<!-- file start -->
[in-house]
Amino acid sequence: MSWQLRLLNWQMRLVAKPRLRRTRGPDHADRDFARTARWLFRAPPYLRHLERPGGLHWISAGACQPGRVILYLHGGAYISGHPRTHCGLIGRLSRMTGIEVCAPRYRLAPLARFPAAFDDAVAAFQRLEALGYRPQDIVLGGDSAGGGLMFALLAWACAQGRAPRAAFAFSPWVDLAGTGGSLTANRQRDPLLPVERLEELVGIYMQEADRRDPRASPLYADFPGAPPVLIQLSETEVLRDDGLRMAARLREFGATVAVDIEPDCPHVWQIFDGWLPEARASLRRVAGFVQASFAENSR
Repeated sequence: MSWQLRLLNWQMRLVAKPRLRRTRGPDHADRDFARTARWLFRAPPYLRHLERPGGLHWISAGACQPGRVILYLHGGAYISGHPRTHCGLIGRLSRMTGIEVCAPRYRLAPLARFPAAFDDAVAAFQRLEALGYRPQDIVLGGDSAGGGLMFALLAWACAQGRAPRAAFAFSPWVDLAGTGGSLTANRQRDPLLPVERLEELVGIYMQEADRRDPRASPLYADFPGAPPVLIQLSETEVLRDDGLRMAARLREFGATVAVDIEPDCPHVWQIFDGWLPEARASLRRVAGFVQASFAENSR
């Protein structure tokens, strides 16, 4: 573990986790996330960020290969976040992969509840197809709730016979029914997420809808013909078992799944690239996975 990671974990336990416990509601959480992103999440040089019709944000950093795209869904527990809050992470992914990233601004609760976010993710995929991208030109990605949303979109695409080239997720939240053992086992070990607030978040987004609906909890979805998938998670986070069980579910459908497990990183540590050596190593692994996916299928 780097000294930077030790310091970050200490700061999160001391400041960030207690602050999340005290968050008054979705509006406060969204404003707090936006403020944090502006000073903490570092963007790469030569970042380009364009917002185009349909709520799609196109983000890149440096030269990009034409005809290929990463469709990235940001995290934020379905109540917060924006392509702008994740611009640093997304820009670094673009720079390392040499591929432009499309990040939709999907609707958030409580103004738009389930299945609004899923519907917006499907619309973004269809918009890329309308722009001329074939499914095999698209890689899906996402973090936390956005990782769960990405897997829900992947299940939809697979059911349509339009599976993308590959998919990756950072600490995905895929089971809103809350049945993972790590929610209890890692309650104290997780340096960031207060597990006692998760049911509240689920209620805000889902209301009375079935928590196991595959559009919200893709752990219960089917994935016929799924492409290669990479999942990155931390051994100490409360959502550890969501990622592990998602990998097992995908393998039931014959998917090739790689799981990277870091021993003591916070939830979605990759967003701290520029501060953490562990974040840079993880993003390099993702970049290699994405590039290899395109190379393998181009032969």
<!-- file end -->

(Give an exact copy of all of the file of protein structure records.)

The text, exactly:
[in-house]
Amino acid sequence: MSWQLRLLNWQMRLVAKPRLRRTRGPDHADRDFARTARWLFRAPPYLRHLERPGGLHWISAGACQPGRVILYLHGGAYISGHPRTHCGLIGRLSRMTGIEVCAPRYRLAPLARFPAAFDDAVAAFQRLEALGYRPQDIVLGGDSAGGGLMFALLAWACAQGRAPRAAFAFSPWVDLAGTGGSLTANRQRDPLLPVERLEELVGIYMQEADRRDPRASPLYADFPGAPPVLIQLSETEVLRDDGLRMAARLREFGATVAVDIEPDCPHVWQIFDGWLPEARASLRRVAGFVQASFAENSR
Repeated sequence: MSWQLRLLNWQMRLVAKPRLRRTRGPDHADRDFARTARWLFRAPPYLRHLERPGGLHWISAGACQPGRVILYLHGGAYISGHPRTHCGLIGRLSRMTGIEVCAPRYRLAPLARFPAAFDDAVAAFQRLEALGYRPQDIVLGGDSAGGGLMFALLAWACAQGRAPRAAFAFSPWVDLAGTGGSLTANRQRDPLLPVERLEELVGIYMQEADRRDPRASPLYADFPGAPPVLIQLSETEVLRDDGLRMAARLREFGATVAVDIEPDCPHVWQIFDGWLPEARASLRRVAGFVQASFAENSR
């Protein structure tokens, strides 16, 4: 573990986790996330960020290969976040992969509840197809709730016979029914997420809808013909078992799944690239996975 990671974990336990416990509601959480992103999440040089019709944000950093795209869904527990809050992470992914990233601004609760976010993710995929991208030109990605949303979109695409080239997720939240053992086992070990607030978040987004609906909890979805998938998670986070069980579910459908497990990183540590050596190593692994996916299928 780097000294930077030790310091970050200490700061999160001391400041960030207690602050999340005290968050008054979705509006406060969204404003707090936006403020944090502006000073903490570092963007790469030569970042380009364009917002185009349909709520799609196109983000890149440096030269990009034409005809290929990463469709990235940001995290934020379905109540917060924006392509702008994740611009640093997304820009670094673009720079390392040499591929432009499309990040939709999907609707958030409580103004738009389930299945609004899923519907917006499907619309973004269809918009890329309308722009001329074939499914095999698209890689899906996402973090936390956005990782769960990405897997829900992947299940939809697979059911349509339009599976993308590959998919990756950072600490995905895929089971809103809350049945993972790590929610209890890692309650104290997780340096960031207060597990006692998760049911509240689920209620805000889902209301009375079935928590196991595959559009919200893709752990219960089917994935016929799924492409290669990479999942990155931390051994100490409360959502550890969501990622592990998602990998097992995908393998039931014959998917090739790689799981990277870091021993003591916070939830979605990759967003701290520029501060953490562990974040840079993880993003390099993702970049290699994405590039290899395109190379393998181009032969």